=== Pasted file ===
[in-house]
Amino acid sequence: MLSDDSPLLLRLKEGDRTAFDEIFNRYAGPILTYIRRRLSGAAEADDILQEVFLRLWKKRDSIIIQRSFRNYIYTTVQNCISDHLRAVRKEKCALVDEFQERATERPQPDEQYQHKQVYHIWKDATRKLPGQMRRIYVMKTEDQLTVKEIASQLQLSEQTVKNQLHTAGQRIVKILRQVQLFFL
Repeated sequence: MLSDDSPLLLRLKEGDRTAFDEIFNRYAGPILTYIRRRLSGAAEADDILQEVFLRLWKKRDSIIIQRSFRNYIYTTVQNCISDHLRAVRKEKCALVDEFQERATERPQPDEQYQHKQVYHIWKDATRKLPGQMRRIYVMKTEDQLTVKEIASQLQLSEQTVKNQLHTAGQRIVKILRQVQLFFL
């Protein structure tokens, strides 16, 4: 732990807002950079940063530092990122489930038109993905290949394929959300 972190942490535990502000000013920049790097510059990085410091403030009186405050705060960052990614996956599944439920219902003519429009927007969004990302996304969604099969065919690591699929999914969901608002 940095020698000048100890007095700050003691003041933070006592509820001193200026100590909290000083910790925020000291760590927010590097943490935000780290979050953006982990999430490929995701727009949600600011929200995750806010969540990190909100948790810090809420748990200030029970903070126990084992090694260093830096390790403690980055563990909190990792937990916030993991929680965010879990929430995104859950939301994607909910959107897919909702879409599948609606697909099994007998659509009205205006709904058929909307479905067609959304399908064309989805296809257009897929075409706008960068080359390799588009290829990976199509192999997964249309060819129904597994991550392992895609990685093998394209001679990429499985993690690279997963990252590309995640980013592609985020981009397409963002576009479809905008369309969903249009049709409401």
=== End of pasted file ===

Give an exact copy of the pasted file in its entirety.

[in-house]
Amino acid sequence: MLSDDSPLLLRLKEGDRTAFDEIFNRYAGPILTYIRRRLSGAAEADDILQEVFLRLWKKRDSIIIQRSFRNYIYTTVQNCISDHLRAVRKEKCALVDEFQERATERPQPDEQYQHKQVYHIWKDATRKLPGQMRRIYVMKTEDQLTVKEIASQLQLSEQTVKNQLHTAGQRIVKILRQVQLFFL
Repeated sequence: MLSDDSPLLLRLKEGDRTAFDEIFNRYAGPILTYIRRRLSGAAEADDILQEVFLRLWKKRDSIIIQRSFRNYIYTTVQNCISDHLRAVRKEKCALVDEFQERATERPQPDEQYQHKQVYHIWKDATRKLPGQMRRIYVMKTEDQLTVKEIASQLQLSEQTVKNQLHTAGQRIVKILRQVQLFFL
């Protein structure tokens, strides 16, 4: 732990807002950079940063530092990122489930038109993905290949394929959300 972190942490535990502000000013920049790097510059990085410091403030009186405050705060960052990614996956599944439920219902003519429009927007969004990302996304969604099969065919690591699929999914969901608002 940095020698000048100890007095700050003691003041933070006592509820001193200026100590909290000083910790925020000291760590927010590097943490935000780290979050953006982990999430490929995701727009949600600011929200995750806010969540990190909100948790810090809420748990200030029970903070126990084992090694260093830096390790403690980055563990909190990792937990916030993991929680965010879990929430995104859950939301994607909910959107897919909702879409599948609606697909099994007998659509009205205006709904058929909307479905067609959304399908064309989805296809257009897929075409706008960068080359390799588009290829990976199509192999997964249309060819129904597994991550392992895609990685093998394209001679990429499985993690690279997963990252590309995640980013592609985020981009397409963002576009479809905008369309969903249009049709409401």